Wednesday, August 15, 2012

Bye-Bye, Baby

"Go find your life." -- The Help, Kathrynn Stockett

I won't call it the hardest week of my life - that would be a little too melodramatic, and it wouldn't be true. But this week is one of my most challenging as a mother, as I let my little girl go. Today we are taking Katie to college.

Sheila here.
I've been preparing for this day for years. Being a mother is a long series of letting go -- the day Katie let go of my hands to take her tiny first steps when she was a year old, the first day she boarded the school bus, the first time she was allowed to go to a friend's house alone, and the first time she drove. I stayed up with her all night when she was a baby because she was hungry or sick, and I have stayed up most of the night worrying about her a few times too. I have wiped away tears after skinned knees, and after girls were mean, and the first time a boy broke her sweet heart. I have done my best to make sure she is ready for this day, but I don't think there's anything I can do to be ready myself.

Last year at this time, she was getting her college applications completed and starting her senior year. And in recent months, we've been spending lots of family time together while also shopping for dorm supplies and planning for her move. It's all seemed a bit surreal, and I can't believe that mound of stuff which was in my basement is loaded up at the front door, ready to go down I-71 this morning. The other day Katie asked me how long we're sticking around when we get to the dorm. (I think that meant she doesn't want us around too long!) Looking back at my own move-in day at Ohio University, I know I didn't get what it meant for my mother. She wasn't one to talk about feelings, and I was just too excited to notice. She later told me she cried so much on the way back home that she had a headache for a couple of days! I know how my mother felt - I couldn't stop crying Sunday morning when I realized the time for letting go of Katie is really here.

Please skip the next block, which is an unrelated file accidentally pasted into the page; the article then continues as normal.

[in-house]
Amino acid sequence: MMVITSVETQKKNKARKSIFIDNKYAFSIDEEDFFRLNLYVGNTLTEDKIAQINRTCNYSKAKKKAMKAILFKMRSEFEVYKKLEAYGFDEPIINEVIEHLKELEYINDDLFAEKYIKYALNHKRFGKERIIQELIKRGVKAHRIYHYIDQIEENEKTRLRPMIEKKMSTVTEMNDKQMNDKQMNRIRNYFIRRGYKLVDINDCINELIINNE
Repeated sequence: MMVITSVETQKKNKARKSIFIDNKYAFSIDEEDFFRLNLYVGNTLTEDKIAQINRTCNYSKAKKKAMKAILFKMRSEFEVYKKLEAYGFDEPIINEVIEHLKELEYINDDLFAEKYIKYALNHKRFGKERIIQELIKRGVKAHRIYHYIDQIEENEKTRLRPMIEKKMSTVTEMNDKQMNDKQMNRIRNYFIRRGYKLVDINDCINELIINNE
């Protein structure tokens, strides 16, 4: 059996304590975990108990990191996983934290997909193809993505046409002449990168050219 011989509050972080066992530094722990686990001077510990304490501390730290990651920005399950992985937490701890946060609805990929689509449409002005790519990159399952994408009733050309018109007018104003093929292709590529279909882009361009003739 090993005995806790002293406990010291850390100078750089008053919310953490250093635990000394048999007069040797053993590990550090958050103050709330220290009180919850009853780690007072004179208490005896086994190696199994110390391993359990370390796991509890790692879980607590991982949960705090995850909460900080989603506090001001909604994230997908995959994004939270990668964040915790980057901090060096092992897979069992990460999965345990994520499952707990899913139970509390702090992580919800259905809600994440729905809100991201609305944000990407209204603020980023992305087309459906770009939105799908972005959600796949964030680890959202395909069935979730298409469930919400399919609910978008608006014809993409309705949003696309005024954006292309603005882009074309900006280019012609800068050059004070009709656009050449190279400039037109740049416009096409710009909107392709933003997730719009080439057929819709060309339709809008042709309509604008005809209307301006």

I am sad, but I am thrilled at the same time. Sad that those years flew by so fast, but thrilled that my daughter grew into the healthy, strong young woman I once could only picture in my mind. I am grateful that she's able and smart, and I am glad that she's excited about beginning the next big phase of her life. I think I've taught her everything I could (I sure hope it has stuck!) While I wish I had some magic words that would inspire her to greatness, my hope is that she doesn't need them - that she will be inspired by her own dreams and desires, and that one day my daughter finds the gifts which she doesn't even know she has. My hope is that Katie will make herself proud. She sure has done that for me and her dad.

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